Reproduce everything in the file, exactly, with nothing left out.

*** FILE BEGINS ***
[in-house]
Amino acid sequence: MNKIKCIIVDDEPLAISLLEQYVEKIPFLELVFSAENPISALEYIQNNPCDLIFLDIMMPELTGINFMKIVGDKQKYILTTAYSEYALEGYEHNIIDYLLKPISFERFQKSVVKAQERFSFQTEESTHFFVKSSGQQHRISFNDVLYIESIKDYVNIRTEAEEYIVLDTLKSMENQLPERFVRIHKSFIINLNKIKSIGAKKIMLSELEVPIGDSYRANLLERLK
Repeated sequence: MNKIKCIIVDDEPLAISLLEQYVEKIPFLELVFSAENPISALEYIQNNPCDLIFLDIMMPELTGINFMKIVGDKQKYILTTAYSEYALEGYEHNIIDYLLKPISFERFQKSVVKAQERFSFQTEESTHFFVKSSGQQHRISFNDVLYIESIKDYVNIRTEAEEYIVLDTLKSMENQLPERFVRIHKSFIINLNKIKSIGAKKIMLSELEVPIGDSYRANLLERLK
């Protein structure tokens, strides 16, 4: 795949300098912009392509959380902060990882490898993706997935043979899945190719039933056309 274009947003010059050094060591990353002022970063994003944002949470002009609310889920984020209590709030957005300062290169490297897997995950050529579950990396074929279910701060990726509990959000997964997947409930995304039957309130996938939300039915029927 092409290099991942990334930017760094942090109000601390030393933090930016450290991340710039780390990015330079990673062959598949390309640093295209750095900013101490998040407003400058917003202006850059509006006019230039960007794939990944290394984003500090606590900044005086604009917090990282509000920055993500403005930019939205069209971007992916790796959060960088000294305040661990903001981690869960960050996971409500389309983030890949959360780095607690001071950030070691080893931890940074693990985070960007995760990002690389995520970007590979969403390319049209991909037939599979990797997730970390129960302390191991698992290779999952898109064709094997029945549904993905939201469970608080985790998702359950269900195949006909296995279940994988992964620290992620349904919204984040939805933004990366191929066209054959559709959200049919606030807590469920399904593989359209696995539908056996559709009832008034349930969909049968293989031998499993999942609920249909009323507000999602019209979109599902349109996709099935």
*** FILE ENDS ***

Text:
[in-house]
Amino acid sequence: MNKIKCIIVDDEPLAISLLEQYVEKIPFLELVFSAENPISALEYIQNNPCDLIFLDIMMPELTGINFMKIVGDKQKYILTTAYSEYALEGYEHNIIDYLLKPISFERFQKSVVKAQERFSFQTEESTHFFVKSSGQQHRISFNDVLYIESIKDYVNIRTEAEEYIVLDTLKSMENQLPERFVRIHKSFIINLNKIKSIGAKKIMLSELEVPIGDSYRANLLERLK
Repeated sequence: MNKIKCIIVDDEPLAISLLEQYVEKIPFLELVFSAENPISALEYIQNNPCDLIFLDIMMPELTGINFMKIVGDKQKYILTTAYSEYALEGYEHNIIDYLLKPISFERFQKSVVKAQERFSFQTEESTHFFVKSSGQQHRISFNDVLYIESIKDYVNIRTEAEEYIVLDTLKSMENQLPERFVRIHKSFIINLNKIKSIGAKKIMLSELEVPIGDSYRANLLERLK
């Protein structure tokens, strides 16, 4: 795949300098912009392509959380902060990882490898993706997935043979899945190719039933056309 274009947003010059050094060591990353002022970063994003944002949470002009609310889920984020209590709030957005300062290169490297897997995950050529579950990396074929279910701060990726509990959000997964997947409930995304039957309130996938939300039915029927 092409290099991942990334930017760094942090109000601390030393933090930016450290991340710039780390990015330079990673062959598949390309640093295209750095900013101490998040407003400058917003202006850059509006006019230039960007794939990944290394984003500090606590900044005086604009917090990282509000920055993500403005930019939205069209971007992916790796959060960088000294305040661990903001981690869960960050996971409500389309983030890949959360780095607690001071950030070691080893931890940074693990985070960007995760990002690389995520970007590979969403390319049209991909037939599979990797997730970390129960302390191991698992290779999952898109064709094997029945549904993905939201469970608080985790998702359950269900195949006909296995279940994988992964620290992620349904919204984040939805933004990366191929066209054959559709959200049919606030807590469920399904593989359209696995539908056996559709009832008034349930969909049968293989031998499993999942609920249909009323507000999602019209979109599902349109996709099935």